Born as Myra Ellen Amos in Newton, North Carolina (USA) on 22 August 1963. Her maternal grandparents each had an Eastern Cherokee grandparent of their own. Of particular importance to her as a child was her maternal grandfather, Calvin Clinton Copeland, who was a great source of inspiration and guidance, offering a more pantheistic spiritual alternative to her father and paternal grandmother’s traditional Christianity.
When she was two years old, her family moved to Baltimore, Maryland, where her father had transplanted his Methodist ministry from its original base in Washington, D.C. From the time she could reach the piano, she taught herself to play: when she was two, she could reproduce pieces of music she had only heard once, and by the age of three, she was composing her own songs.
At five, she became the youngest student ever admitted to the preparatory division of the Peabody Conservatory of Music. She studied classical piano at Peabody from 1968 to 1974. In 1974, when she was eleven, her scholarship was discontinued, and she was asked to leave. Amos has asserted that she lost the scholarship because of her interest in rock and popular music, coupled with her dislike for reading from sheet music.
In 1972, the Amos family moved to Silver Spring, Maryland, where her father became pastor of the Good Shepherd United Methodist church. At thirteen, Amos began playing at gay bars and piano bars, chaperoned by her father. She won a county teen talent contest in 1977. As a senior at Richard Montgomery High School, she co-wrote ‘Baltimore’ with her brother Mike Amos for a competition involving the Baltimore Orioles. The song won the contest and became her first single, released as a 7″ single pressed locally for family and friends in 1980 with another Amos-penned composition as a B-side, ‘Walking With You’. Before this, she had performed under her middle name, Ellen, but permanently adopted Tori after a friend’s boyfriend told her she looked like a Torrey pine, a tree native to the West Coast.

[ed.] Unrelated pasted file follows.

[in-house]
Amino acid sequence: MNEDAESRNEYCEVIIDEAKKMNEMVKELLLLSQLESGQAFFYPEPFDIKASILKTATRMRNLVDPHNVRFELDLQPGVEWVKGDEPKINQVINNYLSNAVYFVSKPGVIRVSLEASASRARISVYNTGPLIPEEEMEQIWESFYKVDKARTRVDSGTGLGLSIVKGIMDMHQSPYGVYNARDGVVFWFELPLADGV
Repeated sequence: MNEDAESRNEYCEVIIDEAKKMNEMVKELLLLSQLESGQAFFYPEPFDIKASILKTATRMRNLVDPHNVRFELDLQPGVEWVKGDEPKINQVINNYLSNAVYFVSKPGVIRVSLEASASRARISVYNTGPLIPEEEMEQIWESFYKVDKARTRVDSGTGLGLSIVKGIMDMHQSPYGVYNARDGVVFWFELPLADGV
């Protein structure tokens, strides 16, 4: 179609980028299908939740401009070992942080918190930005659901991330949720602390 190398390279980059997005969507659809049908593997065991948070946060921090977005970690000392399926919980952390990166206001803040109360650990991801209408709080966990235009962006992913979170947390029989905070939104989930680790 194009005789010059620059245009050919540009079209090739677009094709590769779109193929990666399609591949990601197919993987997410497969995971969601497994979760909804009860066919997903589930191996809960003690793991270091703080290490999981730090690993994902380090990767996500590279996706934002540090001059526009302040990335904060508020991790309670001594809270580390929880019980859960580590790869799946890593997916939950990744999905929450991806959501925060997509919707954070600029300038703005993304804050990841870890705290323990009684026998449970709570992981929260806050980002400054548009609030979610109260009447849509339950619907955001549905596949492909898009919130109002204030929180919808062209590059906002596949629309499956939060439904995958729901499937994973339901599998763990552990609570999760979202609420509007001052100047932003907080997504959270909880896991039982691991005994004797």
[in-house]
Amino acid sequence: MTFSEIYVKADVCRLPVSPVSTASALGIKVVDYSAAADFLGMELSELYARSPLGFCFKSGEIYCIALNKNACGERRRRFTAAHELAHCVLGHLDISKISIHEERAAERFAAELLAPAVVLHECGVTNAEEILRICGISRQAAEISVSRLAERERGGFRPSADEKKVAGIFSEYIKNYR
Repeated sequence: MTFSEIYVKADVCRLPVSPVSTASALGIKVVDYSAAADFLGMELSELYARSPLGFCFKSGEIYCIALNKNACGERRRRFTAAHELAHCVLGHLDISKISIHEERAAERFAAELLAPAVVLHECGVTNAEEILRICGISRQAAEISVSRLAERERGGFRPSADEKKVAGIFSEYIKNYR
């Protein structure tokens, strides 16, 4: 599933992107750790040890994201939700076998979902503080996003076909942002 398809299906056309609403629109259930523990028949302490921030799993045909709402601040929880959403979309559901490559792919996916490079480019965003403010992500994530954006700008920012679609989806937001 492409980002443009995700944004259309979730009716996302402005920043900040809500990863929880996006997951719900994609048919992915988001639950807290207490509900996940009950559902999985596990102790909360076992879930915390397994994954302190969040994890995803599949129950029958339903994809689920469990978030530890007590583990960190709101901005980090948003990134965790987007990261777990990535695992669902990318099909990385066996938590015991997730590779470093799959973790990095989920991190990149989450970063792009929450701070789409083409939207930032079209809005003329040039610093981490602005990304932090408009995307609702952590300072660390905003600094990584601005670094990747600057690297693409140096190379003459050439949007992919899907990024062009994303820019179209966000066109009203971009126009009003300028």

By the time she was 17, Amos had a stock of homemade demo tapes that her father regularly sent out to record companies and producers. Eventually, Atlantic Records responded to one of the tapes, and, when A&R man Jason Flom flew to Baltimore to audition her in person, the label was convinced and signed her. Amos moved to Los Angeles in 1984 to pursue her music career after several years performing on the piano bar circuit in the D.C. area.
In 1986, Amos formed a musical group called Y Kant Tori Read, named for her difficulty sight reading. In addition to Amos, the group was composed of Steve Caton (who would later play guitars on all of her albums until 1999), drummer Matt Sorum, bass player Brad Cobb and, for a short time, keyboardist Jim Tauber. The band went through several iterations of songwriting and recording; Amos has said interference from record executives caused the band to lose its musical edge and direction during this time. Finally, in July 1988, the band’s self-titled debut album was released. Although its producer, Joe Chiccarelli, stated that Amos was very happy with the album at the time, Amos has since criticized it.
Following the album’s commercial failure and the group’s subsequent disbanding, Amos began working with other artists (including Stan Ridgway, Sandra Bernhard, and Al Stewart) as a backup vocalist. She also recorded a song called ‘Distant Storm’ for the film China O’Brien. In the credits, the song is attributed to a band called Tess Makes Good.
Despite the disappointing reaction to ‘Y Kant Tori Read’, Amos still had to comply with her six-record contract with Atlantic Records, which, in 1989, wanted a new record by March 1990. The initial recordings were declined by the label. The album was reworked and eventually resulted in ‘Little Earthquakes’, an album recounting her religious upbringing, sexual awakening, struggle to establish her identity, and sexual assault. The album became her commercial and artistic breakthrough, peaking at number 14 in the UK and Australia and number 54 in the USA.
More albums followed: ‘Under The Pink’ (1994) was significantly more successful, debuting at the top of the albums chart in the UK and reaching number 12 in the USA.
In June 1994, the Rape, Abuse & Incest National Network (RAINN), a toll-free help line in the US connecting callers with their local rape crisis center, was founded. Amos, who was raped when she was 21, answered the ceremonial first call to launch the hotline. She was the first national spokesperson for the organization and has continued to be closely associated with RAINN.
Her third solo album, ‘Boys for Pele’, was released in January 1996. The album was recorded in an Irish church, in Delgany, County Wicklow, with Amos taking advantage of the church’s acoustics. For this album, Amos used the harpsichord, harmonium, and clavichord as well as the piano. The album garnered mixed reviews upon its release, with some critics praising its intensity and uniqueness while others bemoaned its comparative impenetrability. Still, it peaked at number 2 in the UK and the USA.